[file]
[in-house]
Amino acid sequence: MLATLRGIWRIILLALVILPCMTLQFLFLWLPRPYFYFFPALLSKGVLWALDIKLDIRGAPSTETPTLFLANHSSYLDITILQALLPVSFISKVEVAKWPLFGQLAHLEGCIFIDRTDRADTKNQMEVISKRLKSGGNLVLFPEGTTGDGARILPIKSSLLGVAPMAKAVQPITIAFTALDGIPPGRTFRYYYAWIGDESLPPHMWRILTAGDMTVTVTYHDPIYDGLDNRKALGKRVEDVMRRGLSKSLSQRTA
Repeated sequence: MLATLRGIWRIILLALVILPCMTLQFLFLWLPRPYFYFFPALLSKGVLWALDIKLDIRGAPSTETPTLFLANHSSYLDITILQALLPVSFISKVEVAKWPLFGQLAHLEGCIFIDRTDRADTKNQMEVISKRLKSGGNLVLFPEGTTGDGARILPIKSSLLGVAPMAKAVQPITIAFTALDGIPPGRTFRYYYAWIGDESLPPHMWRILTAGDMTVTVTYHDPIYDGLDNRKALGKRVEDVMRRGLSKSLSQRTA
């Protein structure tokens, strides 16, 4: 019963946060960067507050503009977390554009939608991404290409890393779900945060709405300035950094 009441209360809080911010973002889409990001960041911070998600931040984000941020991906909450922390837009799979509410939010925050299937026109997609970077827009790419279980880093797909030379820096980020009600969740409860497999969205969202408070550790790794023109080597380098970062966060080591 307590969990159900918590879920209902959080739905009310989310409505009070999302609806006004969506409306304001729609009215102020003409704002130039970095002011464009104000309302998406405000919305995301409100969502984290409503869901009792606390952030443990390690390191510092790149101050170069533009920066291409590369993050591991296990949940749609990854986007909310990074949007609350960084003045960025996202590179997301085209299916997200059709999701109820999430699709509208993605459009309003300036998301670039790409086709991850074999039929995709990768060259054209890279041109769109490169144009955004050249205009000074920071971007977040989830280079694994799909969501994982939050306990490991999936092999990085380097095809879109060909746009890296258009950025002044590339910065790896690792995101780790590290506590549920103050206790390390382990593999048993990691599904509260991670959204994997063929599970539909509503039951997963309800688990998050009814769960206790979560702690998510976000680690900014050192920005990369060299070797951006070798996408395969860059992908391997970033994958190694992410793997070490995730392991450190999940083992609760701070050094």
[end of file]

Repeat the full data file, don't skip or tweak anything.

[in-house]
Amino acid sequence: MLATLRGIWRIILLALVILPCMTLQFLFLWLPRPYFYFFPALLSKGVLWALDIKLDIRGAPSTETPTLFLANHSSYLDITILQALLPVSFISKVEVAKWPLFGQLAHLEGCIFIDRTDRADTKNQMEVISKRLKSGGNLVLFPEGTTGDGARILPIKSSLLGVAPMAKAVQPITIAFTALDGIPPGRTFRYYYAWIGDESLPPHMWRILTAGDMTVTVTYHDPIYDGLDNRKALGKRVEDVMRRGLSKSLSQRTA
Repeated sequence: MLATLRGIWRIILLALVILPCMTLQFLFLWLPRPYFYFFPALLSKGVLWALDIKLDIRGAPSTETPTLFLANHSSYLDITILQALLPVSFISKVEVAKWPLFGQLAHLEGCIFIDRTDRADTKNQMEVISKRLKSGGNLVLFPEGTTGDGARILPIKSSLLGVAPMAKAVQPITIAFTALDGIPPGRTFRYYYAWIGDESLPPHMWRILTAGDMTVTVTYHDPIYDGLDNRKALGKRVEDVMRRGLSKSLSQRTA
């Protein structure tokens, strides 16, 4: 019963946060960067507050503009977390554009939608991404290409890393779900945060709405300035950094 009441209360809080911010973002889409990001960041911070998600931040984000941020991906909450922390837009799979509410939010925050299937026109997609970077827009790419279980880093797909030379820096980020009600969740409860497999969205969202408070550790790794023109080597380098970062966060080591 307590969990159900918590879920209902959080739905009310989310409505009070999302609806006004969506409306304001729609009215102020003409704002130039970095002011464009104000309302998406405000919305995301409100969502984290409503869901009792606390952030443990390690390191510092790149101050170069533009920066291409590369993050591991296990949940749609990854986007909310990074949007609350960084003045960025996202590179997301085209299916997200059709999701109820999430699709509208993605459009309003300036998301670039790409086709991850074999039929995709990768060259054209890279041109769109490169144009955004050249205009000074920071971007977040989830280079694994799909969501994982939050306990490991999936092999990085380097095809879109060909746009890296258009950025002044590339910065790896690792995101780790590290506590549920103050206790390390382990593999048993990691599904509260991670959204994997063929599970539909509503039951997963309800688990998050009814769960206790979560702690998510976000680690900014050192920005990369060299070797951006070798996408395969860059992908391997970033994958190694992410793997070490995730392991450190999940083992609760701070050094």